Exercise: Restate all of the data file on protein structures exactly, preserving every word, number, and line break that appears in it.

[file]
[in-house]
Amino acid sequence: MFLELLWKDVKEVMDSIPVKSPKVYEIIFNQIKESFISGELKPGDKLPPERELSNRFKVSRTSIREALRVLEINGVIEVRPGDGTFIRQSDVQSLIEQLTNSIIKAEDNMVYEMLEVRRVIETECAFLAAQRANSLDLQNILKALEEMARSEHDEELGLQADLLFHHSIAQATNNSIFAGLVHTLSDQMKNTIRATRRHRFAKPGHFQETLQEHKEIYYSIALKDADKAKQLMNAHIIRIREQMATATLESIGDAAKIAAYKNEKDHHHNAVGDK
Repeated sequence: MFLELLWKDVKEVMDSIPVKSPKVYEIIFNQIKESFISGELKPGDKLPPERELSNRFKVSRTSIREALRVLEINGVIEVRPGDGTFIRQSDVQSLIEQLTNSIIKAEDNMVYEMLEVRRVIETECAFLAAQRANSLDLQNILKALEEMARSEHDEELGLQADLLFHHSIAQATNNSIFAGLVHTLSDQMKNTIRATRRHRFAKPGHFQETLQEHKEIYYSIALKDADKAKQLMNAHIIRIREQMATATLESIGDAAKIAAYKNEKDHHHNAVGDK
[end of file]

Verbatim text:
[in-house]
Amino acid sequence: MFLELLWKDVKEVMDSIPVKSPKVYEIIFNQIKESFISGELKPGDKLPPERELSNRFKVSRTSIREALRVLEINGVIEVRPGDGTFIRQSDVQSLIEQLTNSIIKAEDNMVYEMLEVRRVIETECAFLAAQRANSLDLQNILKALEEMARSEHDEELGLQADLLFHHSIAQATNNSIFAGLVHTLSDQMKNTIRATRRHRFAKPGHFQETLQEHKEIYYSIALKDADKAKQLMNAHIIRIREQMATATLESIGDAAKIAAYKNEKDHHHNAVGDK
Repeated sequence: MFLELLWKDVKEVMDSIPVKSPKVYEIIFNQIKESFISGELKPGDKLPPERELSNRFKVSRTSIREALRVLEINGVIEVRPGDGTFIRQSDVQSLIEQLTNSIIKAEDNMVYEMLEVRRVIETECAFLAAQRANSLDLQNILKALEEMARSEHDEELGLQADLLFHHSIAQATNNSIFAGLVHTLSDQMKNTIRATRRHRFAKPGHFQETLQEHKEIYYSIALKDADKAKQLMNAHIIRIREQMATATLESIGDAAKIAAYKNEKDHHHNAVGDK